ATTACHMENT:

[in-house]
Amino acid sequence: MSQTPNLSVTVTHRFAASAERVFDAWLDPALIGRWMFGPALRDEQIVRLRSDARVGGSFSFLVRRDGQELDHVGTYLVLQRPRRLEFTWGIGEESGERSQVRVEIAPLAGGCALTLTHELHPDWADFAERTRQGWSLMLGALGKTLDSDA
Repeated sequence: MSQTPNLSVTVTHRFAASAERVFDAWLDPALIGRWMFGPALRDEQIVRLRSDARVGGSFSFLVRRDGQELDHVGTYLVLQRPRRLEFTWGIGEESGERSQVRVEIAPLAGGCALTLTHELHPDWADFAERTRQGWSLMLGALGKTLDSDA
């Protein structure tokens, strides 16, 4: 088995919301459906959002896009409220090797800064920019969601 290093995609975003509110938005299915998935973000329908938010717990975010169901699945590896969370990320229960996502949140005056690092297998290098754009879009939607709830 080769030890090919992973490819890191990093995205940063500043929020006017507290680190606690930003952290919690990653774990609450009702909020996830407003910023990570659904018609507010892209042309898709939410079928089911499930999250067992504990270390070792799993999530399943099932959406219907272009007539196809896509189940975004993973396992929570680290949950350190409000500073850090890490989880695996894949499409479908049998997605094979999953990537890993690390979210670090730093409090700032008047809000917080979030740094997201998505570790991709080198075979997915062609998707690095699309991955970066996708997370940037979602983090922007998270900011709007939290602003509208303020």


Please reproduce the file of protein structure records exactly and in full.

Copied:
[in-house]
Amino acid sequence: MSQTPNLSVTVTHRFAASAERVFDAWLDPALIGRWMFGPALRDEQIVRLRSDARVGGSFSFLVRRDGQELDHVGTYLVLQRPRRLEFTWGIGEESGERSQVRVEIAPLAGGCALTLTHELHPDWADFAERTRQGWSLMLGALGKTLDSDA
Repeated sequence: MSQTPNLSVTVTHRFAASAERVFDAWLDPALIGRWMFGPALRDEQIVRLRSDARVGGSFSFLVRRDGQELDHVGTYLVLQRPRRLEFTWGIGEESGERSQVRVEIAPLAGGCALTLTHELHPDWADFAERTRQGWSLMLGALGKTLDSDA
């Protein structure tokens, strides 16, 4: 088995919301459906959002896009409220090797800064920019969601 290093995609975003509110938005299915998935973000329908938010717990975010169901699945590896969370990320229960996502949140005056690092297998290098754009879009939607709830 080769030890090919992973490819890191990093995205940063500043929020006017507290680190606690930003952290919690990653774990609450009702909020996830407003910023990570659904018609507010892209042309898709939410079928089911499930999250067992504990270390070792799993999530399943099932959406219907272009007539196809896509189940975004993973396992929570680290949950350190409000500073850090890490989880695996894949499409479908049998997605094979999953990537890993690390979210670090730093409090700032008047809000917080979030740094997201998505570790991709080198075979997915062609998707690095699309991955970066996708997370940037979602983090922007998270900011709007939290602003509208303020």